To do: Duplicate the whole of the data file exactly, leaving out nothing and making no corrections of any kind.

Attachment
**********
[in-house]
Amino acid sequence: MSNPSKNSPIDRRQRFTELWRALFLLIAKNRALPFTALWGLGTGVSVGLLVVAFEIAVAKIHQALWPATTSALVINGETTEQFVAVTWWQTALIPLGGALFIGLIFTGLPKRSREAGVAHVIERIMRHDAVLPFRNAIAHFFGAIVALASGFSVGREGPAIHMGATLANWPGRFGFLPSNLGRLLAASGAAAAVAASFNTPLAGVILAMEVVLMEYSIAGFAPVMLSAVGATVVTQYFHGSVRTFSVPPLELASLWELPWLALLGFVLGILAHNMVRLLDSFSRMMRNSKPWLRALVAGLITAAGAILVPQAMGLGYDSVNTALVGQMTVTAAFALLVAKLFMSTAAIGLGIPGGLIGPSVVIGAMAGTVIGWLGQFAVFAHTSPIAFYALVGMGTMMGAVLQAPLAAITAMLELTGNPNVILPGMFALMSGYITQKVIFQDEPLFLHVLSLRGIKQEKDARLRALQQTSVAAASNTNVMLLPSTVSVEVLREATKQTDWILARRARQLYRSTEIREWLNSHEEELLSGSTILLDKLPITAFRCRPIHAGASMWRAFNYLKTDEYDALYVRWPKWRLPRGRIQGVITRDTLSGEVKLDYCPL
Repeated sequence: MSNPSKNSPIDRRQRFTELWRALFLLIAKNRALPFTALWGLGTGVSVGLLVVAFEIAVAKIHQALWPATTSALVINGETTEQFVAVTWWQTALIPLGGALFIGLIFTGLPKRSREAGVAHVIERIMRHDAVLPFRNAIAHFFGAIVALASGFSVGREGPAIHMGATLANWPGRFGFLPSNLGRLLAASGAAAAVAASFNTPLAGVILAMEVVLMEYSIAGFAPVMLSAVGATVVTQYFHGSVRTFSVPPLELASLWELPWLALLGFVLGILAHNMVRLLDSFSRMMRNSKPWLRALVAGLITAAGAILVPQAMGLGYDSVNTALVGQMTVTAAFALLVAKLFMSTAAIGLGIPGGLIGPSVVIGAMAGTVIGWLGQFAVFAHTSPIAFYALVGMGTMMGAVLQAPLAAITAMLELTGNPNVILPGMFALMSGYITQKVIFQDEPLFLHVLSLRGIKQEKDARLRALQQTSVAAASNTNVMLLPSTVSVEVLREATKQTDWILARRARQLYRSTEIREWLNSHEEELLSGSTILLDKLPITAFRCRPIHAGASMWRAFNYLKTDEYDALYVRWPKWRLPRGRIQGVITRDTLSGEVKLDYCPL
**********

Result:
[in-house]
Amino acid sequence: MSNPSKNSPIDRRQRFTELWRALFLLIAKNRALPFTALWGLGTGVSVGLLVVAFEIAVAKIHQALWPATTSALVINGETTEQFVAVTWWQTALIPLGGALFIGLIFTGLPKRSREAGVAHVIERIMRHDAVLPFRNAIAHFFGAIVALASGFSVGREGPAIHMGATLANWPGRFGFLPSNLGRLLAASGAAAAVAASFNTPLAGVILAMEVVLMEYSIAGFAPVMLSAVGATVVTQYFHGSVRTFSVPPLELASLWELPWLALLGFVLGILAHNMVRLLDSFSRMMRNSKPWLRALVAGLITAAGAILVPQAMGLGYDSVNTALVGQMTVTAAFALLVAKLFMSTAAIGLGIPGGLIGPSVVIGAMAGTVIGWLGQFAVFAHTSPIAFYALVGMGTMMGAVLQAPLAAITAMLELTGNPNVILPGMFALMSGYITQKVIFQDEPLFLHVLSLRGIKQEKDARLRALQQTSVAAASNTNVMLLPSTVSVEVLREATKQTDWILARRARQLYRSTEIREWLNSHEEELLSGSTILLDKLPITAFRCRPIHAGASMWRAFNYLKTDEYDALYVRWPKWRLPRGRIQGVITRDTLSGEVKLDYCPL
Repeated sequence: MSNPSKNSPIDRRQRFTELWRALFLLIAKNRALPFTALWGLGTGVSVGLLVVAFEIAVAKIHQALWPATTSALVINGETTEQFVAVTWWQTALIPLGGALFIGLIFTGLPKRSREAGVAHVIERIMRHDAVLPFRNAIAHFFGAIVALASGFSVGREGPAIHMGATLANWPGRFGFLPSNLGRLLAASGAAAAVAASFNTPLAGVILAMEVVLMEYSIAGFAPVMLSAVGATVVTQYFHGSVRTFSVPPLELASLWELPWLALLGFVLGILAHNMVRLLDSFSRMMRNSKPWLRALVAGLITAAGAILVPQAMGLGYDSVNTALVGQMTVTAAFALLVAKLFMSTAAIGLGIPGGLIGPSVVIGAMAGTVIGWLGQFAVFAHTSPIAFYALVGMGTMMGAVLQAPLAAITAMLELTGNPNVILPGMFALMSGYITQKVIFQDEPLFLHVLSLRGIKQEKDARLRALQQTSVAAASNTNVMLLPSTVSVEVLREATKQTDWILARRARQLYRSTEIREWLNSHEEELLSGSTILLDKLPITAFRCRPIHAGASMWRAFNYLKTDEYDALYVRWPKWRLPRGRIQGVITRDTLSGEVKLDYCPL